Fake Gmail App DDspy Swipes Personal Data

Android is fast becoming a prime target for malware, with stealthy fake Gmail app DDspy one of the latest discoveries. DDspy can record text and sms messages, outgoing calls, and voicemail.

It would seem a fake Gmail app would be easy to spot with a click glance at your app icons, but DDspy creates no icon upon installation. Instead, it chooses to hide away in your applications list and can only be found by reviewing the list, or with the help of an anti-malware program, says NQ Security researchers.

This clever app cloaks its actions and location, waiting for instruction via SMS or a remote server. There’s been no word on who might be working behind the scenes to steal data from unsuspecting users.

NQ researchers also expect the malware app to eventually extend its reach into GPS data, based on thier findings.

The DDspy find comes one day after researchers Jon Oberheide and Charlie Miller found a way to get around Bouncer, Google’s app analysis filter that’s designed to detect malware and other known threats.

The pair submitted apps to Google Play that should have been detected and bounced out, but Bouncer failed to detect them. Bouncer’s inner workings are not published to keep malware writers from gaming the system to avoid detection. Oberheide and Miller reported thier findings, fully expecting Google to harden the Bounce system against real apps and malware developers. Hopefully, they’re taking a look at it.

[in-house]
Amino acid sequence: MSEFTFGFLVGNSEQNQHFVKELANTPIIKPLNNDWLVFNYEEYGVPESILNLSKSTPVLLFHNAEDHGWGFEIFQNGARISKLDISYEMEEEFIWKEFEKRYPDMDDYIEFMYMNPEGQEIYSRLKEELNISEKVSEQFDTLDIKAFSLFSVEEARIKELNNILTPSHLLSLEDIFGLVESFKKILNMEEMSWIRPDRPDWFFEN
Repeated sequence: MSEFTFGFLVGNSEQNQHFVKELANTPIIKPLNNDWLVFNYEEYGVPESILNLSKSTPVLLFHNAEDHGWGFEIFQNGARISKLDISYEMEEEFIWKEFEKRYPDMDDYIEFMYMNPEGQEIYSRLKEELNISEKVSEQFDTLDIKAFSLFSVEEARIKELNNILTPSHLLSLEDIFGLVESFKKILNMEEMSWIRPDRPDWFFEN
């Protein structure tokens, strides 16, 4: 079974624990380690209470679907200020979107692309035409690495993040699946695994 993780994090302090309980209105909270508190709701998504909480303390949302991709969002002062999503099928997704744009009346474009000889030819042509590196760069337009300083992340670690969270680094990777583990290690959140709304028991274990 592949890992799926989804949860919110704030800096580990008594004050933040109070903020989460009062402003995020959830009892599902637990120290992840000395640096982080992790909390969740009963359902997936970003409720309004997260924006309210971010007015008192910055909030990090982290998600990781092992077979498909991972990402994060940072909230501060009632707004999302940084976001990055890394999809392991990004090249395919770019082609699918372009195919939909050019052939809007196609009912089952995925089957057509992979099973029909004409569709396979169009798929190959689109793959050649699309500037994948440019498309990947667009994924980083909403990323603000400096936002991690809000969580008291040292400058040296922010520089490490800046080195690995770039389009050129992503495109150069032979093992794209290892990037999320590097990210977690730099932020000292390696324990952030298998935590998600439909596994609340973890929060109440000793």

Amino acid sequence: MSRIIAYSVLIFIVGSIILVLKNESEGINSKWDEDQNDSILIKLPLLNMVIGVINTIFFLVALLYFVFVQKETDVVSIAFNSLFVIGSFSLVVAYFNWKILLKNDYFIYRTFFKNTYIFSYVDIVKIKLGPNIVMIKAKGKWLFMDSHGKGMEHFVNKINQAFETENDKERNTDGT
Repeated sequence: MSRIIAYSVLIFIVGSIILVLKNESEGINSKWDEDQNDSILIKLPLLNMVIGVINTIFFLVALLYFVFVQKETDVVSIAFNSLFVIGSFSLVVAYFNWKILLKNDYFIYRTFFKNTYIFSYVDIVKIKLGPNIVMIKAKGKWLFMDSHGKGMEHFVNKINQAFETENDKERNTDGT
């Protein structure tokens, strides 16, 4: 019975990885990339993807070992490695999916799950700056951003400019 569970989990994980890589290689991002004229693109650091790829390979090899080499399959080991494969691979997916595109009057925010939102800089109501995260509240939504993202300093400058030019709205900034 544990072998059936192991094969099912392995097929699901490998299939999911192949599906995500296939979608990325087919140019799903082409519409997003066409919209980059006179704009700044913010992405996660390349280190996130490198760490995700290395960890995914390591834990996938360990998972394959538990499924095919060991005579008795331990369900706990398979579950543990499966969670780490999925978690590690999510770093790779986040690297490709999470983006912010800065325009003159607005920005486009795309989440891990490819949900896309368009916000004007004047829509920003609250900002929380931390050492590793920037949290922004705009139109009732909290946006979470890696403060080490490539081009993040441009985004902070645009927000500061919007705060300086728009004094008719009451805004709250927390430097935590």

While it’s true Android was built for security, social engineering and clever cloaking can defeat the system and allow malware to steal personal data or disrupt other services. Google’s Bouncer system is good, but it requires constant attention to keep current with malware trends.

Ironically, malware detection for Android was considered overly cautious by some power users and developers in the past. Now that Android has become a big target for bad guys, malware protection is starting to sound like a good idea (especially for the typical user). Has Android gone the way of Windows in terms of malware targeting? Tell us what you think in the comments below.

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